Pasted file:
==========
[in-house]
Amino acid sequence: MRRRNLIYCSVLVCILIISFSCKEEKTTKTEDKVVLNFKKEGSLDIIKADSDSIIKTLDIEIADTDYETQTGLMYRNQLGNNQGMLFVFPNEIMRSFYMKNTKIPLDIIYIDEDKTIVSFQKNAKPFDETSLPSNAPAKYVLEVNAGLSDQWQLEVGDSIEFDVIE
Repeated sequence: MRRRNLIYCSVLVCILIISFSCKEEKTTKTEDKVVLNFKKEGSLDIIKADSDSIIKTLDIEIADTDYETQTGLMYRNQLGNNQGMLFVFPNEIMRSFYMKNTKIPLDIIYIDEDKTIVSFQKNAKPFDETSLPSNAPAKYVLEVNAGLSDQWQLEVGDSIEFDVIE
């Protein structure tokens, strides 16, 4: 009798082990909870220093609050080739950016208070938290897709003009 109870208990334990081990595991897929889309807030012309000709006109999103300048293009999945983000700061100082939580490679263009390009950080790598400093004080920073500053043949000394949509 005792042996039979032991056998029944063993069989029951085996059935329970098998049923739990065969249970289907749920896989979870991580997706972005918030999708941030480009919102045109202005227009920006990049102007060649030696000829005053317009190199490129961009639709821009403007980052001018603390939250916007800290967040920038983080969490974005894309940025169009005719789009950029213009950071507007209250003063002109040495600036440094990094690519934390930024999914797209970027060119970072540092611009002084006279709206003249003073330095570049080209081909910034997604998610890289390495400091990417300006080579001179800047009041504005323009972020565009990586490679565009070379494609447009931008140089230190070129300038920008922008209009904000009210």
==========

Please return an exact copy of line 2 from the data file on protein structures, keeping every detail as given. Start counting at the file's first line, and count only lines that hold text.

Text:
Amino acid sequence: MRRRNLIYCSVLVCILIISFSCKEEKTTKTEDKVVLNFKKEGSLDIIKADSDSIIKTLDIEIADTDYETQTGLMYRNQLGNNQGMLFVFPNEIMRSFYMKNTKIPLDIIYIDEDKTIVSFQKNAKPFDETSLPSNAPAKYVLEVNAGLSDQWQLEVGDSIEFDVIE